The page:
Bravo H-Bomb test

The U.S. Bravo H-Bomb test explodes over Bikini Atoll on March 1, 1954.

(Photo: DOE)

On the 70th Anniversary of the Castle Bravo Test, Remember the Victims

Between 1946 and 1958 the U.S. detonated 67 nuclear weapons in the Marshall Islands that vaporized whole islands, carved craters into the shallow lagoons, and exiled hundreds of people from their homes.

March 1 marks 70 years since the U.S. used its biggest ever nuclear weapon—on Bikini Atoll in the Marshall Islands. The bomb was 15 megatons, 1,000 times more powerful than the bomb dropped on Hiroshima.

On this day we remember the victims of the Castle Bravo nuclear blast and all other victims of the nuclear era, which has brought untold pain, death, and damage, affecting both people and planet in profound ways.

There’s no better way to remember Castle Bravo day than by taking action on behalf of the victims of radiation and pushing for the abolition of nuclear weapons.

Between 1946 and 1958 the U.S. detonated 67 nuclear weapons in the Marshall Islands. The blasts vaporized whole islands, carved craters into the shallow lagoons, and exiled hundreds of people from their homes. The Castle Bravo blast was the largest of all, sending particulate and gaseous fallout around the entire planet.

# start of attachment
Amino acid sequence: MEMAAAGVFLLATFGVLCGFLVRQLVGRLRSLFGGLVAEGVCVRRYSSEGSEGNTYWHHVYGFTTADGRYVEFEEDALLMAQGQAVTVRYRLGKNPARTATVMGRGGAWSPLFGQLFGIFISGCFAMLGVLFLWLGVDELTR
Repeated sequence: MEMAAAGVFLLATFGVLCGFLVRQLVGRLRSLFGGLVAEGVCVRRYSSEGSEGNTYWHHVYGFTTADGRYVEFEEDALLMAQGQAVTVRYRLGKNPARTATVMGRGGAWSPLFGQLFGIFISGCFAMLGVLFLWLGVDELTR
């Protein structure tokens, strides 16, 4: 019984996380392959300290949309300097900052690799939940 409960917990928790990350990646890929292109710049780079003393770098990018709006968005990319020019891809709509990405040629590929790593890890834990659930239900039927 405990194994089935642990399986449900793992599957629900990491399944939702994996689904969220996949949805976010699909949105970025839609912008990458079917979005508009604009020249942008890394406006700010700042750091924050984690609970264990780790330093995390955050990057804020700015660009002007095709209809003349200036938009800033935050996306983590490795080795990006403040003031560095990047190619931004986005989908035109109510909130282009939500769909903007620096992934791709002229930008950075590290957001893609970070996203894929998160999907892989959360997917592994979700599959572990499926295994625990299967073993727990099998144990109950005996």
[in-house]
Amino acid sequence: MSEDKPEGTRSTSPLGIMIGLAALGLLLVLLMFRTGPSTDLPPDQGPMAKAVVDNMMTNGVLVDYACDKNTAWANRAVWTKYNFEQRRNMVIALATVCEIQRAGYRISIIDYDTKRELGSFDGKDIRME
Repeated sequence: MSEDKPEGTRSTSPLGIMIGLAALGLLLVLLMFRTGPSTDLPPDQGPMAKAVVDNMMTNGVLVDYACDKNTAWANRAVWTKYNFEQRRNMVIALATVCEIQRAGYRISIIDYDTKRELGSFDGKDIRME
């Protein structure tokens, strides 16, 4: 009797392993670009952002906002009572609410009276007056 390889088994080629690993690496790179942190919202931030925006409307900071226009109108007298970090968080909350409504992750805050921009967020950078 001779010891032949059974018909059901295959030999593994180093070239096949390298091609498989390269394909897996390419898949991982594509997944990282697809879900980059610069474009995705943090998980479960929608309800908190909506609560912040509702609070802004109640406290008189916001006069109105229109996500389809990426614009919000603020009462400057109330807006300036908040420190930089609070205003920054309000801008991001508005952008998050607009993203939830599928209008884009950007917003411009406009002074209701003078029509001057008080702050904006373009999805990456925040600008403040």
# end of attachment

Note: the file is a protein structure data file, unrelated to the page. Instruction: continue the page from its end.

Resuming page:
Stopping the Nuclear Weapons Tests

Concerned U.S. citizens tried to stop the tests by contacting Congress, the president, and the press and by demonstrating on campuses and in the streets. They weren’t successful through these conventional means, so in 1958 four Quakers bought a small sailboat, the Golden Rule, and attempted to sail her right into the testing zone in the Marshall Islands.

The crew of the Golden Rule was arrested in Honolulu and could not continue. A second boat, the Phoenix of Hiroshima, took the baton and completed the sail into the Marshall Islands, resulting in the arrest of the Phoenix’s captain. The actions and arrests of these crews spurred a massive public outcry that finally led to the Limited Test Ban Treaty of 1963.

The Golden Rule also inspired the founding of Greenpeace in 1971, whose first mission was to sail to Amchitka Island, Alaska, to stop nuclear weapons testing. The U.S. Navy stopped Greenpeace, too. The nuclear bomb the group had come to stop was detonated, but the subsequent tests were canceled and the U.S. stopped the entire Amchitka nuclear test program.

Rongelap Relocation